The app’s wait times aren’t always accurate though. It said 10 minutes at the Swiss Family Robinson tree house and we walked right in with no wait at all. Then again a 25 minute wait posted on the Dumbo ride was actually 45. Perhaps after we went through they posted a more accurate time since we were given a card at our entry that said to hand it in when we made it to the ride for more accurate estimates. The best thing about the Dumbo ride was the playground in the middle of the line. After about 20 minutes in line we got to an indoor playground where patrons are given a buzzer. Adults have places to sit while children play until the buzzer goes off. At that time your group leaves the playground and gets into the other side of the line with a short wait for the ride. Sure beats standing in line for all that time. There are similar rides to Dumbo with shorter waits – like Aladdin’s Flying Carpets in Magic Kingdom’s Adventureland or the TriceraTop Spin at the Animal Kingdom.

Buzz Lightyear ride

Ride lines are often indoors. It can take a long time to get through the line so some have things to see, like Buzz Lightyear in the line for Buzz Lightyear’s Space Ranger Spin

The Buzz Lightyear toy story ride was a favorite with the grandkids at the Magic Kingdom. On that interactive ride you get to shoot lasar beams at targets. Magic Kingdom was the most crowded of any of the parks during the time we spent at Disney World.

toy story ride

John and Daniel on Buzz Lightyear’s Space Ranger Spin ride

When visiting Disney World people can stay at one of the many Disney resorts. These are the most convenient places to stay while visiting the parks because each resort provides transportation to the parks. Mostly it’s by bus, but some resorts have monorail or boat transportation to some parks.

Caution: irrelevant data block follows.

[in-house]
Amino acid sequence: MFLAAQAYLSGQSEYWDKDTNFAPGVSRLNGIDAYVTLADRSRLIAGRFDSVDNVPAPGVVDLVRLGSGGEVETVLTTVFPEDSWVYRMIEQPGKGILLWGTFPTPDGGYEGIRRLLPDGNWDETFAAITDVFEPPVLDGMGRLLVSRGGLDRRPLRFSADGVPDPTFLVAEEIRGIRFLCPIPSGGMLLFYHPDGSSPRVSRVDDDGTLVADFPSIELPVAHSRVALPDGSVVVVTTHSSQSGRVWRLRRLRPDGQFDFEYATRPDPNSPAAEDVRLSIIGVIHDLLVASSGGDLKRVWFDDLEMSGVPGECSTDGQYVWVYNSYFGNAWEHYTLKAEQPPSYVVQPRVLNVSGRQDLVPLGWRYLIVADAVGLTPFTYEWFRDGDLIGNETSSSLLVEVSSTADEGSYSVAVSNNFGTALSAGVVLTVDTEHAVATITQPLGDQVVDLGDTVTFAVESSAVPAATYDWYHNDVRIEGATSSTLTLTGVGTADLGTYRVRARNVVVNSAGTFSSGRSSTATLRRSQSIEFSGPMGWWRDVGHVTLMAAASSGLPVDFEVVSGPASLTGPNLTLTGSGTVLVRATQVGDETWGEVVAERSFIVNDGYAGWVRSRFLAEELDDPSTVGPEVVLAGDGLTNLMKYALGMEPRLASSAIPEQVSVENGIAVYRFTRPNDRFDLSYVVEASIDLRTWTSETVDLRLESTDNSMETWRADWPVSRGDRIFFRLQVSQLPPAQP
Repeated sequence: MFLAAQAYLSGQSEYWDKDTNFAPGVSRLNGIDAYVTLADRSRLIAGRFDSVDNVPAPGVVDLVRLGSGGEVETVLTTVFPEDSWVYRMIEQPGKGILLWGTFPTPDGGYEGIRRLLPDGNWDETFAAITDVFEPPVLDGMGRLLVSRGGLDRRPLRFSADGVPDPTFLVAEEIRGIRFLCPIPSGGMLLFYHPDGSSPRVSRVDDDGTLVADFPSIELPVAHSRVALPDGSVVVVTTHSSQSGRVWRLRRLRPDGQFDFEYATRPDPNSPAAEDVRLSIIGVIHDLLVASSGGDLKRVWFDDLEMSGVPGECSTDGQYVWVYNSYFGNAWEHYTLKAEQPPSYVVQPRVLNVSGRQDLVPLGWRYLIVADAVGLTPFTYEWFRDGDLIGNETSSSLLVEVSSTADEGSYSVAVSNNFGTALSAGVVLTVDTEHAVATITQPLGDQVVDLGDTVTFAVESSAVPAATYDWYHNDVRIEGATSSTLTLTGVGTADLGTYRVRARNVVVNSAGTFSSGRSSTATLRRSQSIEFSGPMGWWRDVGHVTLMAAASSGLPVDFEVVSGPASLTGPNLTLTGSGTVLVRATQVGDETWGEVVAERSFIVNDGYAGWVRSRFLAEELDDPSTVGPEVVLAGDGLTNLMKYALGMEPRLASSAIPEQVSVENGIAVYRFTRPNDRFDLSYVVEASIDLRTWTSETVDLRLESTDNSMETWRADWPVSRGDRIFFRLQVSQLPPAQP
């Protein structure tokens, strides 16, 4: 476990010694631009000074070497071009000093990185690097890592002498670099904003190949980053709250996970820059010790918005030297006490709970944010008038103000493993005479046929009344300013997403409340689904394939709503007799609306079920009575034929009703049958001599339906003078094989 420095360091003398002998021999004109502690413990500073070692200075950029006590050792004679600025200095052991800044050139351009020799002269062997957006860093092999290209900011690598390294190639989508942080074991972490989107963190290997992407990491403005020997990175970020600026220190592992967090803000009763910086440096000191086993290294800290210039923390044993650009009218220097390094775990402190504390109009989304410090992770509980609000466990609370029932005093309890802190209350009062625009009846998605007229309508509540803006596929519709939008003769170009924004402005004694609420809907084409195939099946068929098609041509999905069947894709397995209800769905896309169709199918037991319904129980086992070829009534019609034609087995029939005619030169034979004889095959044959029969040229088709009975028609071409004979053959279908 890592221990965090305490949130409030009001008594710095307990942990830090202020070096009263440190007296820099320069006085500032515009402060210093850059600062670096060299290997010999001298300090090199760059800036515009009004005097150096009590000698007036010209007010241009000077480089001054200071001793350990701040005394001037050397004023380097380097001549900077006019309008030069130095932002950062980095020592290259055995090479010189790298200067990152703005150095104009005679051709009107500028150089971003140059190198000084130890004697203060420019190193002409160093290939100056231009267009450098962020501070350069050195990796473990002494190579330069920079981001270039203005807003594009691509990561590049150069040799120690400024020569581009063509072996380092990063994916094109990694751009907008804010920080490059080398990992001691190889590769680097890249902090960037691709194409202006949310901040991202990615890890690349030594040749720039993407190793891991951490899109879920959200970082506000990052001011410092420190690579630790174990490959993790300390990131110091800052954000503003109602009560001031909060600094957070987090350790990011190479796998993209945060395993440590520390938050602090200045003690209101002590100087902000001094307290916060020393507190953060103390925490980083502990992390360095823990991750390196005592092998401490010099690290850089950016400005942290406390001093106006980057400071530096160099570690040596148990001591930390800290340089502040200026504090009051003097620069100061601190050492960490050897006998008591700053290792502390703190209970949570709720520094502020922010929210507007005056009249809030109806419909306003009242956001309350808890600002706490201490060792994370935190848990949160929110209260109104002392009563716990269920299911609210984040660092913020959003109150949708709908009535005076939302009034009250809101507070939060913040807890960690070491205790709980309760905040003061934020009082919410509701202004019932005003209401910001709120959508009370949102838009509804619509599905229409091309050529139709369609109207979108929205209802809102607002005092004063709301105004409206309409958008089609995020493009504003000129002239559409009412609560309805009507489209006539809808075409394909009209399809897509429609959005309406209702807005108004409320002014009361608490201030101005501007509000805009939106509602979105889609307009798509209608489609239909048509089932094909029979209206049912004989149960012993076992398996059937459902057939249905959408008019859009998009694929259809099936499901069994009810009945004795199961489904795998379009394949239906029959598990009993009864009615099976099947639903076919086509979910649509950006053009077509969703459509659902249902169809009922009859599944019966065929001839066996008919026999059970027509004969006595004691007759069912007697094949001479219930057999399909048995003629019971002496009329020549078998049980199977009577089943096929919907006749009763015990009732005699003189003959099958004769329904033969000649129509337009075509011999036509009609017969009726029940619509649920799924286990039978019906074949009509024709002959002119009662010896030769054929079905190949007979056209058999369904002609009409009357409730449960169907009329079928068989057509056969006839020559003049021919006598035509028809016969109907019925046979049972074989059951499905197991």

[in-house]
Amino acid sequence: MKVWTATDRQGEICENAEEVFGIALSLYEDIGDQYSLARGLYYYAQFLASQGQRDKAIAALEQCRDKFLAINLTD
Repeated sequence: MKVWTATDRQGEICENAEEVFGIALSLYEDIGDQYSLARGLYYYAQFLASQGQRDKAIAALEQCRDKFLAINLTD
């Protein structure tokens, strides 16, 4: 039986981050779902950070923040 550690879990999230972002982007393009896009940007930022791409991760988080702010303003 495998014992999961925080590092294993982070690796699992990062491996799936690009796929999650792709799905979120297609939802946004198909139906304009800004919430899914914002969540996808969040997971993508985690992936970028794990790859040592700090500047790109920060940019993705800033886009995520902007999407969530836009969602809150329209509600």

Walt Disney World Magic Kingdom

Cinderella’s Castle from the back side

There are also hotels and vacation rentals outside the park. A lot of the hotels provide free shuttles, often through outside companies. Shuttle transport from outside locations is just at specific times and not throughout the day as it is at Disney’s own resorts. Besides prices lower than Disney’s, the advantage of staying outside the park is proximity to other food sources and some have shuttles to Universal as well as Disney. Uber or taxis are also a means of traveling through the area for visitors without cars. At the beginning of our visit we stayed at a hotel outside the park and often took the shuttle in and uber back because the shuttle return times were not convenient. Our hotel was close enough to Disney that we could see the nightly fireworks. Later we moved to a vacation rental condo which had the advantage of a full kitchen and everyone within the same unit, but the disadvantage of a farther distance to the park and no shuttle.

Copyright My Cruise Stories 2017
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Tea With the Brits

cruise ship afternoon tea

afternoon tea on P&O Arcadia